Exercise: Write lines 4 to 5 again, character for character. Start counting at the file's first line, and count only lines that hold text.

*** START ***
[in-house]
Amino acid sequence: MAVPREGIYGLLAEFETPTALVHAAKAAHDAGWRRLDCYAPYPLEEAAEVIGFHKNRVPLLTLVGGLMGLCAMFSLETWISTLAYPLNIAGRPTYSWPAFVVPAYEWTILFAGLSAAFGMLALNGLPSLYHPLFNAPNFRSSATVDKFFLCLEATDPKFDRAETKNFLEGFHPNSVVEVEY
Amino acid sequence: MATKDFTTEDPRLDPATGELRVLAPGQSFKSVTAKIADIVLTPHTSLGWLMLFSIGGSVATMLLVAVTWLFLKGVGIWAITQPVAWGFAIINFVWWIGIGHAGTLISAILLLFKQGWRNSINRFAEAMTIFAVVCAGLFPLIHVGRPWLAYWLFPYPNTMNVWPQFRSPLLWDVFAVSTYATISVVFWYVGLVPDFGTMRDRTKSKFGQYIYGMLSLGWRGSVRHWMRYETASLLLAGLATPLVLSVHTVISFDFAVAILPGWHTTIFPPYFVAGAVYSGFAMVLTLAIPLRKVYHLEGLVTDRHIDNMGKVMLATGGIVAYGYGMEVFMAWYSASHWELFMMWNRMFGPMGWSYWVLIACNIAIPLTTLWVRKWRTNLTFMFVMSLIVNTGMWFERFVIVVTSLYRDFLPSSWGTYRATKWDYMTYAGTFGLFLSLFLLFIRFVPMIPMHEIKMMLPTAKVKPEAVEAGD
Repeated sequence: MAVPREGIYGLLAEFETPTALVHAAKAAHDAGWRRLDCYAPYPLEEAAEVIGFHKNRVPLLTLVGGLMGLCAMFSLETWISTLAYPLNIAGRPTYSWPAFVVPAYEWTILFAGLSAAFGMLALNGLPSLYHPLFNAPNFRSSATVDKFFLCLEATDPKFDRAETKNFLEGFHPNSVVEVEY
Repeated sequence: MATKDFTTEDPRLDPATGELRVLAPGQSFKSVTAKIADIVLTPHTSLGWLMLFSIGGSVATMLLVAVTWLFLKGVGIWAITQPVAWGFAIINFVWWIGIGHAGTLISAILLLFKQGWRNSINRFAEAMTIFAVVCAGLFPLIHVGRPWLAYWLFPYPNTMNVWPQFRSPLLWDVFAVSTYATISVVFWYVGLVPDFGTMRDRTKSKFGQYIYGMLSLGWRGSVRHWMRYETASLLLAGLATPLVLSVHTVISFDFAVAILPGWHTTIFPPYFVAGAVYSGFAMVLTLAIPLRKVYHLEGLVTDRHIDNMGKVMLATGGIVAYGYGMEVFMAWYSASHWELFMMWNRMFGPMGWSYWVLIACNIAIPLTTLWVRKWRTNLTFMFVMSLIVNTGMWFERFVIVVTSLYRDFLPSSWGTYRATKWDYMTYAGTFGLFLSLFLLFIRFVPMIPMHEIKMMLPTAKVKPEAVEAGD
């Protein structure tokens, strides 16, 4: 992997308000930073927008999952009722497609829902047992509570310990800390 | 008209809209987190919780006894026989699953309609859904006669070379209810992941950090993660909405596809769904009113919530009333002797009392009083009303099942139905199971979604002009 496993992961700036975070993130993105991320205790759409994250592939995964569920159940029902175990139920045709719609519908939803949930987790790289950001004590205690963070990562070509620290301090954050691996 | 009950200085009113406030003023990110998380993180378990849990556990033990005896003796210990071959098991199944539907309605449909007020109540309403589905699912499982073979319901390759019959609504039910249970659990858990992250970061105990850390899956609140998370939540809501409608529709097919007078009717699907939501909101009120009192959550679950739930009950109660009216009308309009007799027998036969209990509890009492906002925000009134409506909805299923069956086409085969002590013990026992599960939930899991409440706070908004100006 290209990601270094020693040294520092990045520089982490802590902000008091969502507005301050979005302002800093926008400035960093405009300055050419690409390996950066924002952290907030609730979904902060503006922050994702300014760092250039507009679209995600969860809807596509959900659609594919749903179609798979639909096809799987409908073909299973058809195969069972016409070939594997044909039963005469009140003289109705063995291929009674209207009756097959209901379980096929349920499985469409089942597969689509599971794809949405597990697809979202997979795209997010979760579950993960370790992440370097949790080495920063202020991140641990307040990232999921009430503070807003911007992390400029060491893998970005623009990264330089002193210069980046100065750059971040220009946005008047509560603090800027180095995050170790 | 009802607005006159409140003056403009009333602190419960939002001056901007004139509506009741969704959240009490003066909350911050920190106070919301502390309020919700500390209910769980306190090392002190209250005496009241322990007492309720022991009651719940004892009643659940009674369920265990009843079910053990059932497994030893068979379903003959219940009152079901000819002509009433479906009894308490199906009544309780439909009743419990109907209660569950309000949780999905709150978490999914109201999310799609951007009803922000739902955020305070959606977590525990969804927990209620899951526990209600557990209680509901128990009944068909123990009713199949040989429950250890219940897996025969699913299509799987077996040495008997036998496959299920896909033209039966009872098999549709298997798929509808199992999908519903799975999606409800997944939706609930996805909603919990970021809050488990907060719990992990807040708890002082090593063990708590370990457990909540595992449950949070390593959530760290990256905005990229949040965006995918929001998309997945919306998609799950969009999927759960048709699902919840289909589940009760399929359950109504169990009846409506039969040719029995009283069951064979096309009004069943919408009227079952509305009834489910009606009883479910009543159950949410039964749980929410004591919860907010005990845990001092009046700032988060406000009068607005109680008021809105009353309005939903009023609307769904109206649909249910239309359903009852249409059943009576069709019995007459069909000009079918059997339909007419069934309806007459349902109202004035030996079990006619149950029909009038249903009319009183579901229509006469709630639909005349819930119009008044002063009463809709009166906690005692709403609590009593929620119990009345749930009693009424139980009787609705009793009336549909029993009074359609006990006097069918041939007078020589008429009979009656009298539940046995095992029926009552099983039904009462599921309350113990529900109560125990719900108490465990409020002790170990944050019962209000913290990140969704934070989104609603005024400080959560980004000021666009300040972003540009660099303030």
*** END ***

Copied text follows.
Repeated sequence: MAVPREGIYGLLAEFETPTALVHAAKAAHDAGWRRLDCYAPYPLEEAAEVIGFHKNRVPLLTLVGGLMGLCAMFSLETWISTLAYPLNIAGRPTYSWPAFVVPAYEWTILFAGLSAAFGMLALNGLPSLYHPLFNAPNFRSSATVDKFFLCLEATDPKFDRAETKNFLEGFHPNSVVEVEY
Repeated sequence: MATKDFTTEDPRLDPATGELRVLAPGQSFKSVTAKIADIVLTPHTSLGWLMLFSIGGSVATMLLVAVTWLFLKGVGIWAITQPVAWGFAIINFVWWIGIGHAGTLISAILLLFKQGWRNSINRFAEAMTIFAVVCAGLFPLIHVGRPWLAYWLFPYPNTMNVWPQFRSPLLWDVFAVSTYATISVVFWYVGLVPDFGTMRDRTKSKFGQYIYGMLSLGWRGSVRHWMRYETASLLLAGLATPLVLSVHTVISFDFAVAILPGWHTTIFPPYFVAGAVYSGFAMVLTLAIPLRKVYHLEGLVTDRHIDNMGKVMLATGGIVAYGYGMEVFMAWYSASHWELFMMWNRMFGPMGWSYWVLIACNIAIPLTTLWVRKWRTNLTFMFVMSLIVNTGMWFERFVIVVTSLYRDFLPSSWGTYRATKWDYMTYAGTFGLFLSLFLLFIRFVPMIPMHEIKMMLPTAKVKPEAVEAGD